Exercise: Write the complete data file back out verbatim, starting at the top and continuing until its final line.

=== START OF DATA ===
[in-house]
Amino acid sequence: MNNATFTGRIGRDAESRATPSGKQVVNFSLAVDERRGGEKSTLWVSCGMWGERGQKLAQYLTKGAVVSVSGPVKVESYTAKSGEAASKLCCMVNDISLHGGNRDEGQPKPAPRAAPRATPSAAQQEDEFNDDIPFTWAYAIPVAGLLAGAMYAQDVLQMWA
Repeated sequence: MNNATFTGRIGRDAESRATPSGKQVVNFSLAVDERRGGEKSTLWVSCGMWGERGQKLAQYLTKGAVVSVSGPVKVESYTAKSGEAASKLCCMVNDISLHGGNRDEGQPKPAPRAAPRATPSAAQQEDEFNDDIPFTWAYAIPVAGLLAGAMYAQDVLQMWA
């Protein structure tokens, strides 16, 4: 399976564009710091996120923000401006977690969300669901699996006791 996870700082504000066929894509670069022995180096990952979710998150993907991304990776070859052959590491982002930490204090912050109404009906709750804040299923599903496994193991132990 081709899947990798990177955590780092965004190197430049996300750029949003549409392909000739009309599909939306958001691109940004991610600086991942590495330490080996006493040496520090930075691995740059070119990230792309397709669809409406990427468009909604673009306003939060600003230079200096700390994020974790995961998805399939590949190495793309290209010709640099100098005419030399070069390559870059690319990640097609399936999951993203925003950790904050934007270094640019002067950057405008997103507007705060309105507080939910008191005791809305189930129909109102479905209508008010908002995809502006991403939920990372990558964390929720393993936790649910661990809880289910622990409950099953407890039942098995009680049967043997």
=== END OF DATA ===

[in-house]
Amino acid sequence: MNNATFTGRIGRDAESRATPSGKQVVNFSLAVDERRGGEKSTLWVSCGMWGERGQKLAQYLTKGAVVSVSGPVKVESYTAKSGEAASKLCCMVNDISLHGGNRDEGQPKPAPRAAPRATPSAAQQEDEFNDDIPFTWAYAIPVAGLLAGAMYAQDVLQMWA
Repeated sequence: MNNATFTGRIGRDAESRATPSGKQVVNFSLAVDERRGGEKSTLWVSCGMWGERGQKLAQYLTKGAVVSVSGPVKVESYTAKSGEAASKLCCMVNDISLHGGNRDEGQPKPAPRAAPRATPSAAQQEDEFNDDIPFTWAYAIPVAGLLAGAMYAQDVLQMWA
């Protein structure tokens, strides 16, 4: 399976564009710091996120923000401006977690969300669901699996006791 996870700082504000066929894509670069022995180096990952979710998150993907991304990776070859052959590491982002930490204090912050109404009906709750804040299923599903496994193991132990 081709899947990798990177955590780092965004190197430049996300750029949003549409392909000739009309599909939306958001691109940004991610600086991942590495330490080996006493040496520090930075691995740059070119990230792309397709669809409406990427468009909604673009306003939060600003230079200096700390994020974790995961998805399939590949190495793309290209010709640099100098005419030399070069390559870059690319990640097609399936999951993203925003950790904050934007270094640019002067950057405008997103507007705060309105507080939910008191005791809305189930129909109102479905209508008010908002995809502006991403939920990372990558964390929720393993936790649910661990809880289910622990409950099953407890039942098995009680049967043997």